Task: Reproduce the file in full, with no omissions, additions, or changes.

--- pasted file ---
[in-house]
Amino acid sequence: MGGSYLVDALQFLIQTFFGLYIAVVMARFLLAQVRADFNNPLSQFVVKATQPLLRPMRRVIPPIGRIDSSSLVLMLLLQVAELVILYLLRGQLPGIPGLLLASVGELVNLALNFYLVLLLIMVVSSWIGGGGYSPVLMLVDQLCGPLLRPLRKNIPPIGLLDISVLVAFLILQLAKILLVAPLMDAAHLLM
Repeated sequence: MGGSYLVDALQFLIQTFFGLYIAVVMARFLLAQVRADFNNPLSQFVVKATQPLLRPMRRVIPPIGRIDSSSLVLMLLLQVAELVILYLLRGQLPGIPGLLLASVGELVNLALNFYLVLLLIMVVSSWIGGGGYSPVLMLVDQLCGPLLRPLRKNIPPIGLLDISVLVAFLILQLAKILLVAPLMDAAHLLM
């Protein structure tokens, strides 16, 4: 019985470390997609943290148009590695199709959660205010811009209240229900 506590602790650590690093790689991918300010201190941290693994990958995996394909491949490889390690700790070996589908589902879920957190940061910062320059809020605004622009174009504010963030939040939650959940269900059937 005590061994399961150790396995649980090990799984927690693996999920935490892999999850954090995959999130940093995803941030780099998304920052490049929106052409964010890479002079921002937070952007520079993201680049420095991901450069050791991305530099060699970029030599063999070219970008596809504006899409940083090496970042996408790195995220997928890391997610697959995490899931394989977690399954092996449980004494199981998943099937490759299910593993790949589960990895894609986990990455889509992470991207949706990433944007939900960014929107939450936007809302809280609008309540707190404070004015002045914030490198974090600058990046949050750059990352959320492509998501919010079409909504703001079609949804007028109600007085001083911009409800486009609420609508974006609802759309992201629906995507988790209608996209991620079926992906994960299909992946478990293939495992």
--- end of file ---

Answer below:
[in-house]
Amino acid sequence: MGGSYLVDALQFLIQTFFGLYIAVVMARFLLAQVRADFNNPLSQFVVKATQPLLRPMRRVIPPIGRIDSSSLVLMLLLQVAELVILYLLRGQLPGIPGLLLASVGELVNLALNFYLVLLLIMVVSSWIGGGGYSPVLMLVDQLCGPLLRPLRKNIPPIGLLDISVLVAFLILQLAKILLVAPLMDAAHLLM
Repeated sequence: MGGSYLVDALQFLIQTFFGLYIAVVMARFLLAQVRADFNNPLSQFVVKATQPLLRPMRRVIPPIGRIDSSSLVLMLLLQVAELVILYLLRGQLPGIPGLLLASVGELVNLALNFYLVLLLIMVVSSWIGGGGYSPVLMLVDQLCGPLLRPLRKNIPPIGLLDISVLVAFLILQLAKILLVAPLMDAAHLLM
């Protein structure tokens, strides 16, 4: 019985470390997609943290148009590695199709959660205010811009209240229900 506590602790650590690093790689991918300010201190941290693994990958995996394909491949490889390690700790070996589908589902879920957190940061910062320059809020605004622009174009504010963030939040939650959940269900059937 005590061994399961150790396995649980090990799984927690693996999920935490892999999850954090995959999130940093995803941030780099998304920052490049929106052409964010890479002079921002937070952007520079993201680049420095991901450069050791991305530099060699970029030599063999070219970008596809504006899409940083090496970042996408790195995220997928890391997610697959995490899931394989977690399954092996449980004494199981998943099937490759299910593993790949589960990895894609986990990455889509992470991207949706990433944007939900960014929107939450936007809302809280609008309540707190404070004015002045914030490198974090600058990046949050750059990352959320492509998501919010079409909504703001079609949804007028109600007085001083911009409800486009609420609508974006609802759309992201629906995507988790209608996209991620079926992906994960299909992946478990293939495992």